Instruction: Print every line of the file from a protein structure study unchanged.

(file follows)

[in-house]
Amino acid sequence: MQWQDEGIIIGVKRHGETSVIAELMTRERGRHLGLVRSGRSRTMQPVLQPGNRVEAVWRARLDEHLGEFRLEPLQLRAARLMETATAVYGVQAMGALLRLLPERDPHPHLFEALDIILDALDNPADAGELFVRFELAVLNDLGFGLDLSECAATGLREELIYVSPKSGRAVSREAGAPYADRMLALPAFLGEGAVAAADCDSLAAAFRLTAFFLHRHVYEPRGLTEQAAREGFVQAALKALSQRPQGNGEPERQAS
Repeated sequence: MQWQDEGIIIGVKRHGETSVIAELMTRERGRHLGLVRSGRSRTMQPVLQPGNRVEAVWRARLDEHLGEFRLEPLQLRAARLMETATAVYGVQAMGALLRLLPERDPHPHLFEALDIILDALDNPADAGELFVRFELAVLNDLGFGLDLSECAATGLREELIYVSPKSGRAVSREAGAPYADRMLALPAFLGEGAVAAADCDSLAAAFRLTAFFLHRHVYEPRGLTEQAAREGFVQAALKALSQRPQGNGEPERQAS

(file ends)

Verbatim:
[in-house]
Amino acid sequence: MQWQDEGIIIGVKRHGETSVIAELMTRERGRHLGLVRSGRSRTMQPVLQPGNRVEAVWRARLDEHLGEFRLEPLQLRAARLMETATAVYGVQAMGALLRLLPERDPHPHLFEALDIILDALDNPADAGELFVRFELAVLNDLGFGLDLSECAATGLREELIYVSPKSGRAVSREAGAPYADRMLALPAFLGEGAVAAADCDSLAAAFRLTAFFLHRHVYEPRGLTEQAAREGFVQAALKALSQRPQGNGEPERQAS
Repeated sequence: MQWQDEGIIIGVKRHGETSVIAELMTRERGRHLGLVRSGRSRTMQPVLQPGNRVEAVWRARLDEHLGEFRLEPLQLRAARLMETATAVYGVQAMGALLRLLPERDPHPHLFEALDIILDALDNPADAGELFVRFELAVLNDLGFGLDLSECAATGLREELIYVSPKSGRAVSREAGAPYADRMLALPAFLGEGAVAAADCDSLAAAFRLTAFFLHRHVYEPRGLTEQAAREGFVQAALKALSQRPQGNGEPERQAS